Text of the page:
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General Montgomery to General Schuyler




Camp near St˙ John' s, October 13, 1775.

DEAR GENERAL: Some time ago I informed you of my intentions to make my approaches on the west side, as soon as the expected re-enforcement enabled me to undertake it. I had had a road cut to the intended ground, and some fascines made, when I was informed, by Major Brown, that a general dissatisfaction prevailed; that unless something was undertaken in a few days there would be a mutiny; and that the universal sense of the Army was to direct all our attention to the east side. The impatience of the troops to get home has prevented their seeing the impossibility of undertaking this business sooner, the duty being hard for the troops, even on the present confined state of operations.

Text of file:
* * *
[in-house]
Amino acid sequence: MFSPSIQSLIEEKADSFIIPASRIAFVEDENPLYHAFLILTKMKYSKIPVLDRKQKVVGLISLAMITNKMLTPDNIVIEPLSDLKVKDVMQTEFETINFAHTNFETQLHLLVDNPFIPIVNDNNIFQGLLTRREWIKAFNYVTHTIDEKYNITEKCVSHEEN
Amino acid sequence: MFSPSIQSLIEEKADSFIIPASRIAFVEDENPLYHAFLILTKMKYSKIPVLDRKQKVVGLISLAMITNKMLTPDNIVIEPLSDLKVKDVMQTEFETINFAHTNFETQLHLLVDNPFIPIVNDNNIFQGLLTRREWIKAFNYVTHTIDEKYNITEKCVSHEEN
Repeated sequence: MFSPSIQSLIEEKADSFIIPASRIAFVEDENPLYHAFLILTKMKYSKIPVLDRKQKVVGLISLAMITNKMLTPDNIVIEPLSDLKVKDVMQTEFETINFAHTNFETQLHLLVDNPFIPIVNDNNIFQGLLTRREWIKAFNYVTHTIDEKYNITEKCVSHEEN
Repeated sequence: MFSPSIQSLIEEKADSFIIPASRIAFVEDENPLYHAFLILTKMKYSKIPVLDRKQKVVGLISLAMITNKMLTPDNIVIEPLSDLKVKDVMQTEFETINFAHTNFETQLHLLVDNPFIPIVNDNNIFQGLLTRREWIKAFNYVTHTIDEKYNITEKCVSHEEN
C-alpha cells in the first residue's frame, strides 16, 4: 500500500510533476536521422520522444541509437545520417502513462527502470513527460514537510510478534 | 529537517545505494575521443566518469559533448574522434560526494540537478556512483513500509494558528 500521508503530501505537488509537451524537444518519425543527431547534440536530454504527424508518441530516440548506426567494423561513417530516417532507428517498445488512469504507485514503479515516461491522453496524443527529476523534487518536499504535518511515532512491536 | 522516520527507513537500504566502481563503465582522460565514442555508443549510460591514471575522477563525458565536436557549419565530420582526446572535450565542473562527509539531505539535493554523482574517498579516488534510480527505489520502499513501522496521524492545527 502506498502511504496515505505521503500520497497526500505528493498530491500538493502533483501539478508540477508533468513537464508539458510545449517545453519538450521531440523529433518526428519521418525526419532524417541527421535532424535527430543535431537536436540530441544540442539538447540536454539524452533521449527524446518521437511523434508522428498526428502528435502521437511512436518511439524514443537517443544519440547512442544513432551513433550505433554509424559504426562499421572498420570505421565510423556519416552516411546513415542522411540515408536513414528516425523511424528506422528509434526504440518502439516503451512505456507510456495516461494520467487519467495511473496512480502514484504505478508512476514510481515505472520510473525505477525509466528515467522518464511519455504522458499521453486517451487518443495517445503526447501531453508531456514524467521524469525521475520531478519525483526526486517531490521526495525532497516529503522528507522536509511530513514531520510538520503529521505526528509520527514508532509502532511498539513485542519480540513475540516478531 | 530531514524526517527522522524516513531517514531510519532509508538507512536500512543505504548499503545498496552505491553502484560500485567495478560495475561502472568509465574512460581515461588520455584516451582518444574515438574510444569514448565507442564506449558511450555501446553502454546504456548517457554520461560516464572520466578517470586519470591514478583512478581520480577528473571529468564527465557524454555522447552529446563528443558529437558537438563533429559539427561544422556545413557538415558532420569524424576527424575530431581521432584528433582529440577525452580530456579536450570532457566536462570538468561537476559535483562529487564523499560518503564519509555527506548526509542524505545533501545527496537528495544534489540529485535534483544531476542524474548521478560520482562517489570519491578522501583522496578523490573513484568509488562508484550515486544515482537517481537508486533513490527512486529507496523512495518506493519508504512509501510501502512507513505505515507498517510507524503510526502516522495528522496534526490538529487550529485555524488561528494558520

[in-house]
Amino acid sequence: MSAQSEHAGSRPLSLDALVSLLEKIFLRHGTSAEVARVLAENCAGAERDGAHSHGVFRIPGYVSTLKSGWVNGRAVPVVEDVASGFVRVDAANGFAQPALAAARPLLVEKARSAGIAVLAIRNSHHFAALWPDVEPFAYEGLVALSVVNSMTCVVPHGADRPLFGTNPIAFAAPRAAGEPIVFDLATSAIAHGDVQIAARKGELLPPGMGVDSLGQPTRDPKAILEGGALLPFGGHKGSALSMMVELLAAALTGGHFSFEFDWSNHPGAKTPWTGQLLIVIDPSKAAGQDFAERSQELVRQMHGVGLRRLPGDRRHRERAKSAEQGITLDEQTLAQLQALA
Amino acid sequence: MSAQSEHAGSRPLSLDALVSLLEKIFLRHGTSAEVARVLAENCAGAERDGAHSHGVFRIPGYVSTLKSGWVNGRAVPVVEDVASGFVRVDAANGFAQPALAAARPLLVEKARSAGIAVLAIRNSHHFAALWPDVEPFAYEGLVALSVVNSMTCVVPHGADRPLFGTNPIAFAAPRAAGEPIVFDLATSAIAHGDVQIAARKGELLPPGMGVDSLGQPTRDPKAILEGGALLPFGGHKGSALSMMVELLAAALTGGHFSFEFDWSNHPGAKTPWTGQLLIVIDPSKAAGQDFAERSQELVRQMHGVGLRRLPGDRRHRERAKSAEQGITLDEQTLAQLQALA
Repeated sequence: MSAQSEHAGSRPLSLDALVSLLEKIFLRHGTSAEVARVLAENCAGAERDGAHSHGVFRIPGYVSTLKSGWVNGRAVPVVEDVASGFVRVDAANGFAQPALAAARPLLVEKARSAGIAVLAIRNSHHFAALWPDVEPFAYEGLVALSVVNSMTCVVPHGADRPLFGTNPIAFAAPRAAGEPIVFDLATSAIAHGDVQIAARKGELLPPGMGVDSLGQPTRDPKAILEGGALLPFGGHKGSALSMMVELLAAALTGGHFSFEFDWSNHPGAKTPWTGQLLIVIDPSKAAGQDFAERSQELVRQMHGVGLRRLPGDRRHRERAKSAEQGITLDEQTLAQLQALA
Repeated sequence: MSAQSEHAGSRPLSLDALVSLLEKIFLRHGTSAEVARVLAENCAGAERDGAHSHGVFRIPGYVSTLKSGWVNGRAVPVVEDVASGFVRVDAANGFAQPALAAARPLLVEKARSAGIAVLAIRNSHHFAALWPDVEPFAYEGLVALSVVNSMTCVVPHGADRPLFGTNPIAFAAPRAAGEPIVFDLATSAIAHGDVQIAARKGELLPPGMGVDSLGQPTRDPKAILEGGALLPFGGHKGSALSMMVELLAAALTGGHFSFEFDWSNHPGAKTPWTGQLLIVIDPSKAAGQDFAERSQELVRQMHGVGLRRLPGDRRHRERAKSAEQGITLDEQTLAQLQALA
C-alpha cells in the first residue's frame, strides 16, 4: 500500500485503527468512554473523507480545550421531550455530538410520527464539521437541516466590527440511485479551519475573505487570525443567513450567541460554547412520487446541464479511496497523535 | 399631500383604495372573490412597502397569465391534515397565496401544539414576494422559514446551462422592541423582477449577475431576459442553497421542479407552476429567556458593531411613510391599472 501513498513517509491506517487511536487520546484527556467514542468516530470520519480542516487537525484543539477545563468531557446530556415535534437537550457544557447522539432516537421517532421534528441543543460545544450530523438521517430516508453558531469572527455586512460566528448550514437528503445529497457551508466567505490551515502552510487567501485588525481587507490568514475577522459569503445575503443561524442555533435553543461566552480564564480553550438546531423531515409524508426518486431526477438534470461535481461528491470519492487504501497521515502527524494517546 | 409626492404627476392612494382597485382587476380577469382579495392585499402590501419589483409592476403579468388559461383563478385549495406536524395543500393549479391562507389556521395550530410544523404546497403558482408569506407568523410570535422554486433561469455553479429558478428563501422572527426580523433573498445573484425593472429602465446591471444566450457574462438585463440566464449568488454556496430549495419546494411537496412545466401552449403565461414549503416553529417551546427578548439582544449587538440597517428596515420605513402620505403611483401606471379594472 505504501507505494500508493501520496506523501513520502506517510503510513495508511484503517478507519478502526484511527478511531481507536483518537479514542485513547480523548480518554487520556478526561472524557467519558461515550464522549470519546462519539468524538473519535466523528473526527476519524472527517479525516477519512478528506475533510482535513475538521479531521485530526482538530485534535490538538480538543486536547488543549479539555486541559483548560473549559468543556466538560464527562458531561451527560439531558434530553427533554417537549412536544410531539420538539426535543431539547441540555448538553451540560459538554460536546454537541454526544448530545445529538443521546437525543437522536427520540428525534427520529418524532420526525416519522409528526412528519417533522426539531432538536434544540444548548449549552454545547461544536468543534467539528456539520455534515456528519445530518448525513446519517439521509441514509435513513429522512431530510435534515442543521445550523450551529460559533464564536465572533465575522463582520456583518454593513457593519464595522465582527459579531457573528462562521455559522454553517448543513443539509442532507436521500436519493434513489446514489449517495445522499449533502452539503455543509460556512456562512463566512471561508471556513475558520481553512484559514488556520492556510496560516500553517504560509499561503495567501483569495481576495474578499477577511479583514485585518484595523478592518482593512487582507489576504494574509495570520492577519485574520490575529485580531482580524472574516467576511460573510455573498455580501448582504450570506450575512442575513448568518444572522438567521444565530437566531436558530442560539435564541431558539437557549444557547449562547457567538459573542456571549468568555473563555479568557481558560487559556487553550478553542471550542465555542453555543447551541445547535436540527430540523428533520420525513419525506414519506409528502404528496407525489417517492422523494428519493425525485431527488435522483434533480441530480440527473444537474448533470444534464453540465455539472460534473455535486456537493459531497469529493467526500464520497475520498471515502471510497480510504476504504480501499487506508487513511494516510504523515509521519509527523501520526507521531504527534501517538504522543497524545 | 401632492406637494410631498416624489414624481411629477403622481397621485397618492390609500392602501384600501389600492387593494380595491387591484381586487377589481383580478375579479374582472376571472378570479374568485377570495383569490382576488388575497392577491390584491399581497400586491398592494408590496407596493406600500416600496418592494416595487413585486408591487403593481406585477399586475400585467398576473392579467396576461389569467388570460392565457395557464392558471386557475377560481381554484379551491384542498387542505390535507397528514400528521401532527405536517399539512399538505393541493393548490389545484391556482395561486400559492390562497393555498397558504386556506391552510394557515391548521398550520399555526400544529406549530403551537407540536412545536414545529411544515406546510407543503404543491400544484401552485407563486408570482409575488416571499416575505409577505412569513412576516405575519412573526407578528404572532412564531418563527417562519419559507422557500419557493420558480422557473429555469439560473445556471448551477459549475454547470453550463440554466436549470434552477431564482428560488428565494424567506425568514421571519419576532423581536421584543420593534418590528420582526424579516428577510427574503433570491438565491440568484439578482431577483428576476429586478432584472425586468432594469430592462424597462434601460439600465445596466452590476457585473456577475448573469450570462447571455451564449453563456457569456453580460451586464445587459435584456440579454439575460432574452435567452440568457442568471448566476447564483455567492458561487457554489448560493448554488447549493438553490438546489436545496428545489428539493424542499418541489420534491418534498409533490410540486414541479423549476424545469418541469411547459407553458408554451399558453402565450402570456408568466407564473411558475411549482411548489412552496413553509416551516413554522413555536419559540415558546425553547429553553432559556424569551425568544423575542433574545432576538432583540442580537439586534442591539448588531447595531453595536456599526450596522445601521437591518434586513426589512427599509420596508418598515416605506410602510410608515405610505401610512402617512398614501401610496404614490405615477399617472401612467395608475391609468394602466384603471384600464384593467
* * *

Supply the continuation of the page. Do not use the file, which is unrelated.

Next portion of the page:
When I mentioned my intentions, I did not consider I was at the head of troops who carry the spirit of freedom into the field, and think for themselves.

Upon considering the fatal consequences which might flow from a want of subordination and discipline, (should this ill-humour continue,) my unstable authority over troops of different Colonies, the insufficiency of the military law, and my own want of powers to enforce it, weak as it is, I thought it expedient to call the Field-Officers together. Enclosed I send you the result of our deliberations.